Although each pagoda – of which there is one per village – hosts only one Kathen per year, village participants can attend as many as they like. There was particular rejoice about this tenet within my community for, this year, our pagoda and the pagoda of our neighboring village would be hosting our festivals back to back. That’s right, basically a nonstop party. This afforded me the chance to divvy up my time between my family and my friends who live in the next village over. I was so touched by the many invitations extended to me by coworkers and patients from the health center that I could hardly pass them up. I fasted appropriately and saved my stomach for what would be a day of marathon eating. I biked from home to home all afternoon and helped prep different variations of the same curried noodles, eat family adding a hint of their own magic. At least one house required a sojourn through soaked rice paddies to reach the family’s favorite eating spot. My tutor and closest friend, Leakhana, taught me how to dice cucumbers in half the time (although with twice the risk of finger loss) and my coworker Nhim Luhn schooled me on the most discreet way to spit out your duck bones for the dogs. And both of them taught me their personal methods of mollifying their tiny sons while expertly wielding giant knives and boiling cookware… a customary contact sport for Khmer women.
The final night of the festival in my village gave me genuine ants in my traditional Khmer pants [read: skirt]. When night had fallen, I waited downstairs while my sister got ready as party music from the pagoda down the street bounced in between my ears. Just as we were about to head to the party, mak couldn’t stand to be left out the fun. She had spent much of festival’s duration seemingly frustrated with the overall frivolousness and meager patronage paid to her dried fish stand. And then all of a sudden, there she was, dragging me to the pagoda by my hand and leading me from stall to stall, pointing out which toys were the most fun and which cakes were the most delicious. As we made our way, I buzzed with happiness from chance meetings with friends, aunties, uncles, and students calling me by name or just as, “teacher!”. Buoyed along, I thought of the way our PC Medical Officer once described to me her sense of the love and community in Cambodia, “It’s like water,” she said. “You don’t recognize it in every moment, but it is the thing holding you up, giving you life.”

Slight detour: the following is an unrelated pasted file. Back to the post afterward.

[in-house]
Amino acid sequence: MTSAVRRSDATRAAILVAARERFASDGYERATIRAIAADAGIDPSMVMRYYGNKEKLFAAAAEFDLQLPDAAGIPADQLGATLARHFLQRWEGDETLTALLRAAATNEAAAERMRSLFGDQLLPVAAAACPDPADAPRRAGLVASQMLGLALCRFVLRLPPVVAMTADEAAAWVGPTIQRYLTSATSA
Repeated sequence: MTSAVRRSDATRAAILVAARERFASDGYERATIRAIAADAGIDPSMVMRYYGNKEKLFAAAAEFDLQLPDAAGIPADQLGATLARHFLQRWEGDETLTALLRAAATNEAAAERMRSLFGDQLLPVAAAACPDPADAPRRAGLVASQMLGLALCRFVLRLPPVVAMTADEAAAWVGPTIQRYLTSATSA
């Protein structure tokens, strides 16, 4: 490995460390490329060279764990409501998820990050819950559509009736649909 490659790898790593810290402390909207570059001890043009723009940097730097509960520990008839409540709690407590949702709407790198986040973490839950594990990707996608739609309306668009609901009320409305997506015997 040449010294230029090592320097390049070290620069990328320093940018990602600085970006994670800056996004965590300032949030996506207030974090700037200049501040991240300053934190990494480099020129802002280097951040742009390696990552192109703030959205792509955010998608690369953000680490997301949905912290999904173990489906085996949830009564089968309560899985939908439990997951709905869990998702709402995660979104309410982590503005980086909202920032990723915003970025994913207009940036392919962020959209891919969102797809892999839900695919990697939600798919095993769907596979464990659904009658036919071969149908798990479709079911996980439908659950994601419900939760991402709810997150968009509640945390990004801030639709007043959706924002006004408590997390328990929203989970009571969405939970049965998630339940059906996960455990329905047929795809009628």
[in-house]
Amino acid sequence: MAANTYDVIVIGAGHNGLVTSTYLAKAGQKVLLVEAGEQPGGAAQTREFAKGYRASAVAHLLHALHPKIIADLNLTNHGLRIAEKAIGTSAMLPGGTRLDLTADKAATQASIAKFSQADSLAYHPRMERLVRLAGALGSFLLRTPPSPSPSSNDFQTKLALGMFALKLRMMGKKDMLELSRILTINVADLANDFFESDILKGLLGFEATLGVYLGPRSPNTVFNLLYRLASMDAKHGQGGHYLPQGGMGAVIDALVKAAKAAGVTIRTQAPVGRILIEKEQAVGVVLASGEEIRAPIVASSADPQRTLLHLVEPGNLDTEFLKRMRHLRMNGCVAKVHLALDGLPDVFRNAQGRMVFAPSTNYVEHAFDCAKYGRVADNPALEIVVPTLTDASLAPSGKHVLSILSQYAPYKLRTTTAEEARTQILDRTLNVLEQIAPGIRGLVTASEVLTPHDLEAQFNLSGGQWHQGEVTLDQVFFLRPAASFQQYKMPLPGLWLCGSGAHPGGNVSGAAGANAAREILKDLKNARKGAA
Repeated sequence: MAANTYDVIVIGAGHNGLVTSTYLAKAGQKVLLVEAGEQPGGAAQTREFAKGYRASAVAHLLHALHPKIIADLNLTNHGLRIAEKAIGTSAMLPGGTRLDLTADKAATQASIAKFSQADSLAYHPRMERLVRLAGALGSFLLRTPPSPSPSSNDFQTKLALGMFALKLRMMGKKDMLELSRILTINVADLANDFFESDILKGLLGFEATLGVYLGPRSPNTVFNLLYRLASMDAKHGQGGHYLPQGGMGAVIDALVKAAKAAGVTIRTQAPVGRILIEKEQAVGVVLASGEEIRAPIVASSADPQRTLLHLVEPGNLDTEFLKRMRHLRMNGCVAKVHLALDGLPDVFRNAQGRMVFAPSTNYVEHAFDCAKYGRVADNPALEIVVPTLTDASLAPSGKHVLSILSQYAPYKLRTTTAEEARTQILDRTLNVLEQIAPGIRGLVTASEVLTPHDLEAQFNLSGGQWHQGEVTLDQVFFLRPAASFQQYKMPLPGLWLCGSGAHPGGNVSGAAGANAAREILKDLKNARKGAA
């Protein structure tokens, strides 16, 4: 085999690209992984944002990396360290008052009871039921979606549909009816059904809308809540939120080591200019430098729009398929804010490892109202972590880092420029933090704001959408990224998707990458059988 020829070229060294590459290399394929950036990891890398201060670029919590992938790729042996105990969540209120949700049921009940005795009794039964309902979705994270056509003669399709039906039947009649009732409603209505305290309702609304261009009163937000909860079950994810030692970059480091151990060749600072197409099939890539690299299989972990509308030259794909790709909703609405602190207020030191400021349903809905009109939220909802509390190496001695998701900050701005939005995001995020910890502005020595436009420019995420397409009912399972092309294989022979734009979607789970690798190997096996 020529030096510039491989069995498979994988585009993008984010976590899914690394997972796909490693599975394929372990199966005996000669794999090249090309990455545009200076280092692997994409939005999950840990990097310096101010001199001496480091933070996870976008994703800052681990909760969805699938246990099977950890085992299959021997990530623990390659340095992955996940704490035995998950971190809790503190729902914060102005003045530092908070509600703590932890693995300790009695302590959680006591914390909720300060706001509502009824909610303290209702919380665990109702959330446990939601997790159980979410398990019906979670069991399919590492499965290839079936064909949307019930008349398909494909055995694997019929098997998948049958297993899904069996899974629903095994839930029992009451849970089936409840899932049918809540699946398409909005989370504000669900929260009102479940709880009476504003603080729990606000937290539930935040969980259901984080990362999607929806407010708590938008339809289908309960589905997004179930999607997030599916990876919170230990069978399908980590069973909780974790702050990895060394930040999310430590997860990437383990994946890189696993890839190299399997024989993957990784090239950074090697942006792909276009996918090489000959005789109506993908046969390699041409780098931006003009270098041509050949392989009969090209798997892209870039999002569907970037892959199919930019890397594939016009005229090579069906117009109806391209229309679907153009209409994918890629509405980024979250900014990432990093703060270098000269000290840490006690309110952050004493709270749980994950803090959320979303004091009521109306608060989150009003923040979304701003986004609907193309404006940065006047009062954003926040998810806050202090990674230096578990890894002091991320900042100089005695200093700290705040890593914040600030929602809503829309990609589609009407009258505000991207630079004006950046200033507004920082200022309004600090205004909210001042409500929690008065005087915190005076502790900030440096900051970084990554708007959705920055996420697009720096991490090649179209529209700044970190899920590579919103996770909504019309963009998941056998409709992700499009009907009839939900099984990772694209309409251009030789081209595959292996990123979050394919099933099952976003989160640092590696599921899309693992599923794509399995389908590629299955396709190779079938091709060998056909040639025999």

Grampa, I have no doubt you would have been out there that night shooting darts and chowing down on palm sugar cakes with the best of them. If nothing else, we could have reveled in being the content foreigners eye-balling the ruckus from the pagoda steps. I think you would have enjoyed the curried noodles, too. More sweet and mellow than spicy. Maybe not in the quantities I was required to eat them this weekend. In that regard I barely made it out alive. My best attempt to illustrate my typical gastric disposition around the holidays here is this: Do you know that feeling you have when you are so full of rice noodles that you are going to die…
…and then you eat a baguette?
Love you dearly,